The surprising carbon footprint of a Google search

How do you contribute to climate change every time you look something up?
How much CO2 do your Google searches use? (Pixabay)

From the energy we consume, to the waste we produce, we have become very aware of the impact humans have on the environment. 

"It was back in 2013, I was in my studio and suddenly I looked at my screen, and I realized that all the stuff that I've been browsing during the day, it couldn't come for free. That it had to have some sort of environmental impact, but I just didn't know which one."

Joana Moll is a net-based artist and researcher in Barcelona. In 2014, Moll created the website CO2GLE. CO2GLE is a simple white screen, with plain black text across the screen that reads, "GOOGLE.COM EMITTED ____ KG OF CO2 SINCE YOU OPENED THIS PAGE." The site's live counter increases the number of kilograms based on the length of time the visitor is on the page.
Joana Moll, net-based artist and researcher (Joana Moll)

Moll claims the installation tracks the approximate amount of CO2 emissions created  through the use of Google.

"I think it's very critical that the environmental impact of the internet is not embedded in the social imagination. What I want to try further from raising awareness, is to embed this into the user's mind…Because the action, and the consequence when operating through an electronic device are highly separated."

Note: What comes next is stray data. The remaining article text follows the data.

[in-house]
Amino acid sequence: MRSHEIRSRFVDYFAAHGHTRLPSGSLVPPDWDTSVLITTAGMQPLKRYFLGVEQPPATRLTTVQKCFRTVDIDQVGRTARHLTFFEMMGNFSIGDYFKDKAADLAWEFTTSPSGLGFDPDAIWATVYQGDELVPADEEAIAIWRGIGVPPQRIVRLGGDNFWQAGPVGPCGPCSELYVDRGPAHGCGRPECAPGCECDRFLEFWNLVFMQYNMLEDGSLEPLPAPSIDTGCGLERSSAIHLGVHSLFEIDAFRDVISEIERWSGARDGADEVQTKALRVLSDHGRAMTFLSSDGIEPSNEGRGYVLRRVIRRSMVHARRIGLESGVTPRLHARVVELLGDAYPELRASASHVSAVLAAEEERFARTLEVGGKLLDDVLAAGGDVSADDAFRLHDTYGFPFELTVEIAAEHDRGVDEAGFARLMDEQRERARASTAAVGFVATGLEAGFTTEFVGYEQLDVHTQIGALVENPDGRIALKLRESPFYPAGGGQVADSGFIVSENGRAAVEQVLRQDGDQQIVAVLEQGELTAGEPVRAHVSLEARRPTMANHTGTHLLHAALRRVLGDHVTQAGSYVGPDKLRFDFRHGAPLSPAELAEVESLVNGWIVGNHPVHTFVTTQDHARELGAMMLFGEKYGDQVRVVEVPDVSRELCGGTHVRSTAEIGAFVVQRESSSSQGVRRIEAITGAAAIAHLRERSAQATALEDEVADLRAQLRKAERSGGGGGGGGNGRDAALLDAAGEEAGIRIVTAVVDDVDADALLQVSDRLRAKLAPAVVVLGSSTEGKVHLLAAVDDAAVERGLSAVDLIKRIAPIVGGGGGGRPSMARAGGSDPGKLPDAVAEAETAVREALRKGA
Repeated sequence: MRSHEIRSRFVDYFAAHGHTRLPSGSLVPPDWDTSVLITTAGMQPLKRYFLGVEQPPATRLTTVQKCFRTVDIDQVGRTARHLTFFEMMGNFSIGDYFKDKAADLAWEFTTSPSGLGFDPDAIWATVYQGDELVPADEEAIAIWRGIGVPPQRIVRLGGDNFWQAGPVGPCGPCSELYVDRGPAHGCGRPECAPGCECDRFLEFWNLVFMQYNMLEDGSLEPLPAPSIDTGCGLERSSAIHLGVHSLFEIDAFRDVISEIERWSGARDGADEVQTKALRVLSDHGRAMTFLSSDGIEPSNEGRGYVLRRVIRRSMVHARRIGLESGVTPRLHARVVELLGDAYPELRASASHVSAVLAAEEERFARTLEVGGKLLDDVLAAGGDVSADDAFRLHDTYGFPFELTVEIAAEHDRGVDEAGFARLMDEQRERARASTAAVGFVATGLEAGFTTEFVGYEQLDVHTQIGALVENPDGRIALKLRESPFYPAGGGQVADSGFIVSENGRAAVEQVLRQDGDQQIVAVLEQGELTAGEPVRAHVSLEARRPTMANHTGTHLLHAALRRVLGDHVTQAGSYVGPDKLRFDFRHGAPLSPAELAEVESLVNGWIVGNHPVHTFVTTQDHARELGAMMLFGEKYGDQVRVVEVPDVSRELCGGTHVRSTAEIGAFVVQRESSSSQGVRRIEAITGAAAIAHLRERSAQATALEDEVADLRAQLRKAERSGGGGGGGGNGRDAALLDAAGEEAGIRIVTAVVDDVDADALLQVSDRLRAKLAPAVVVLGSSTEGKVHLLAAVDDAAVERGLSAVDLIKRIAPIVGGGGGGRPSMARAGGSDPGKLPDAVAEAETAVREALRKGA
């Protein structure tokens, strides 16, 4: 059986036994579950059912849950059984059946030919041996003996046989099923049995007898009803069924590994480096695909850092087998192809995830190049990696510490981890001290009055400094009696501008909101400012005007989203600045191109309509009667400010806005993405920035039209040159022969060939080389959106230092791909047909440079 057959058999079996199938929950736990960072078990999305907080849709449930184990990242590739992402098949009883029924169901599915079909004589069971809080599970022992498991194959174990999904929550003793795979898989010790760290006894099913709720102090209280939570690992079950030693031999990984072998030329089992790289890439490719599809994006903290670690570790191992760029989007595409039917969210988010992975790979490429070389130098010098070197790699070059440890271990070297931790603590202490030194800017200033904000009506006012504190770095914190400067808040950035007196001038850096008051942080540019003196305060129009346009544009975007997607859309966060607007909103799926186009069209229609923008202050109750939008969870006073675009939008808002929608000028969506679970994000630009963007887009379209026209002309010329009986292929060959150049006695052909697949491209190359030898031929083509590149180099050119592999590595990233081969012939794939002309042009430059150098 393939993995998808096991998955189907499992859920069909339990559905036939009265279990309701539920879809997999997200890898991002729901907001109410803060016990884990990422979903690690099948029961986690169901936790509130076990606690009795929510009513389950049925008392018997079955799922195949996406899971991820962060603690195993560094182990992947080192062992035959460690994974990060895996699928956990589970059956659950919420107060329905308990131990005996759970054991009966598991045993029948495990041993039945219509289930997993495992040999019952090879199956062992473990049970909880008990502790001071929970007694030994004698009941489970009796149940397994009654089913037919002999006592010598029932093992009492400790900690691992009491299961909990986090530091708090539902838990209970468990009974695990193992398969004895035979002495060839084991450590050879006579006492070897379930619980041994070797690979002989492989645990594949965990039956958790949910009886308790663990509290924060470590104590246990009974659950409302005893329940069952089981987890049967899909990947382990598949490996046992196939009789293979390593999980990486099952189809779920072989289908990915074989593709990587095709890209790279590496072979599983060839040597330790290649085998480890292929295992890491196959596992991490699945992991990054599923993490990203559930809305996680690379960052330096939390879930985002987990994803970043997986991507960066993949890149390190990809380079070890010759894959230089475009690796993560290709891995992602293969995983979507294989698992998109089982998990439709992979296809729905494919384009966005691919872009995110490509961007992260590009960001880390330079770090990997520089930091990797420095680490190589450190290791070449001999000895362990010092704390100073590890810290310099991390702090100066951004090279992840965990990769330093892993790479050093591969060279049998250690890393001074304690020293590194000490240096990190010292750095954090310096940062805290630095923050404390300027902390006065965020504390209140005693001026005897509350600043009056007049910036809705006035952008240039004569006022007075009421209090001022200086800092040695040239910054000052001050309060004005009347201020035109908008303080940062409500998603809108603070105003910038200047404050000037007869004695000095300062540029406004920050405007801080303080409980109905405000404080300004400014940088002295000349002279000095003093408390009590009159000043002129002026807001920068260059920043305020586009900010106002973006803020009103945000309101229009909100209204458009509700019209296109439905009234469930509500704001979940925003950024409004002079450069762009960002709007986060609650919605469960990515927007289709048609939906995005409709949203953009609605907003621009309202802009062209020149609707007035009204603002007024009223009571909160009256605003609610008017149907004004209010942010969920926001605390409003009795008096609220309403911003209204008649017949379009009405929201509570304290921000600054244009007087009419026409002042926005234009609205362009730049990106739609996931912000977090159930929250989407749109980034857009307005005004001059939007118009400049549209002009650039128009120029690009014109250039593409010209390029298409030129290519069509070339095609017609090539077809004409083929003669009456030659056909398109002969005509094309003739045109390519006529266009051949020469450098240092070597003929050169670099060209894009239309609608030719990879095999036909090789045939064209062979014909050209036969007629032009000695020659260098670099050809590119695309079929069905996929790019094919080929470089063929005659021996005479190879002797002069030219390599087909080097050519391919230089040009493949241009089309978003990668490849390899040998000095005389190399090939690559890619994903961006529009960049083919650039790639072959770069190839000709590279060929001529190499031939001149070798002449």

According to Google's Environmental Report: 2017 Progress Update, in 2016 its net operational carbon emissions were zero, as a result of both carbon offset programs and their use of renewable energy. After four years online, Moll's work has only now elicited a response from Google. According to Moll, Google has opened a dialogue with her to question the validity of CO2GLE, while open to the open line of communication, Moll maintains her numbers are only approximations and that she has a few questions of her own.

"I would like to ask them the methodologies they are using to get all the data they get, in terms of environmental impact of their actions, their operations… And how they can claim they are completely green, when the internet is not their infrastructure.  They are a part of the internet, but they don't own the internet, and they need the other operators also in order for them to exist. So I want to understand how they include this in their numbers."